The Indian Languages Publishing Programme was initiated with OUP’s desire to expand its product offerings to an audience whose primary language is not English. OUP’s existence in India as an established academic press spans more than 100 years. In this long span of its existence it has published a pool of formidable authors and widely acclaimed academic and knowledge-based resources. Our only limitation in a diverse country such as ourselves was language –– though we have been doing the dictionaries and in other Indian languages. In a glocalized world however, limiting ourselves is not an option. As readers change, so should publishers. The increasing demand for resources in Indian languages is not so new; the changing economic and socio-political climate has long been the harbinger of this change. Today we are only heeding its call by beginning publications in these languages. In the first phase of the programme, we have shortlisted two major Indian languages Hindi and Bengali, and a basket of our classics for translation into Hindi and Bengali. We aim to hit the market with 12 such titles by January of 2018. Our target is around 15-20 titles per year to begin with.

Does this imply it is a separate editorial team? Will you have in-house translators? Over time will the list expand to include contemporary stories from regional languages?

We currently do not have any extra resource helping us with the programme. We plan to have new editorial members for both the languages, they will be on board by next year, depending on how well the programme takes off. We do not plan to have in-house translators. We are only working with freelancers and individuals and plan to do so in the future. We might collaborate with other publishers to help seek translators and develop the translation programme further. We have no plans of expanding into fiction at the moment. We are sticking to non-fiction, academic, and general interest titles.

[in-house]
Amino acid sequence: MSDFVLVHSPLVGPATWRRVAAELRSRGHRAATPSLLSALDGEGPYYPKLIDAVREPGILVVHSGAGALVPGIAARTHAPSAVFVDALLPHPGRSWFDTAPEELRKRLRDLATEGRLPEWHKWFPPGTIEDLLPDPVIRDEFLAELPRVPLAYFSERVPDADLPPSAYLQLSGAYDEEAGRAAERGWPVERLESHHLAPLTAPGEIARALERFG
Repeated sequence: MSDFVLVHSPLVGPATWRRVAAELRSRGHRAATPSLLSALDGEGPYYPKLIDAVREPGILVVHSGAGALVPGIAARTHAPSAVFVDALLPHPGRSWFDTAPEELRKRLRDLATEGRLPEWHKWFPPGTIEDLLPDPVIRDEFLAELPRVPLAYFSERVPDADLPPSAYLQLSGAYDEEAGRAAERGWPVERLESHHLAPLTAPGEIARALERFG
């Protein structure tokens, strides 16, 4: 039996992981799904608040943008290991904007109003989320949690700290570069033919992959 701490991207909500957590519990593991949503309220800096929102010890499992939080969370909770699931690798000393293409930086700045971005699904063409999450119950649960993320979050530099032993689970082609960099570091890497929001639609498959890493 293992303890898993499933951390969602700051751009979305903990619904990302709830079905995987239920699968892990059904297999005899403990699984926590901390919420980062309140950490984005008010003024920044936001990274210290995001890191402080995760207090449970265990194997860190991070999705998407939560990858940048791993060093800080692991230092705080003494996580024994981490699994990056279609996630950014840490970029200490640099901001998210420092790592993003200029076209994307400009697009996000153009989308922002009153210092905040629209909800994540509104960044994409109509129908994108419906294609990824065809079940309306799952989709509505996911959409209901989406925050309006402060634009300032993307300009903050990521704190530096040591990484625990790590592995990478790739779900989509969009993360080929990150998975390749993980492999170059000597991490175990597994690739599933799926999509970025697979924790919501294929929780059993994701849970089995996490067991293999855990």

The first phase is of course translation heavy as we begin to establish ourselves in the market, however, there are new acquisitions currently underway for the coming years. As the programme develops, a healthy mix of translations and new books in Indian languages will be made available in both print and digital formats. While beginning with these two languages were accessible, given our resources, our long-term plan is to venture into new Indian languages such as Tamil, Telugu, Marathi etc. For now we are  taking one step at a time to build this programme with the mature languages. When the time comes to include new languages, we will do so.

Our core audience remain the same as our English language books, mostly students, teachers, scholars, researchers, civil society activists, think tanks, as well as general readers. While researching the market for Hindi and Bengali books, we realized that reading habits differ from one to the other. While the Hindi heartland is more inclined towards reading books that are lucidly written around a given issue, free from academic jargon, Bengali readers are more accustomed to reading academic titles spanning multiple disciplines.

Our publication lists will be tailor made to suit its respective audience. To customise specific language lists we will select titles for each market on the basis of the theme of the book, its appeal to readers in the respective language, style of translation, etc. Also, as our books start selling from next calendar year, we will begin accumulating and analyzing appropriate sales data. This data will help us understand what we are doing right and what not – in some ways at least. We will accordingly make decisions on the titles we are doing for each group.

However, we are always ready to experiment and jazz things up a little if the need be. It is in the themes, topics, subjects etc. of the books we will publish and the forms with which we will experiment.

What is the focus of the Oxford Global Languages project and how long has it been running?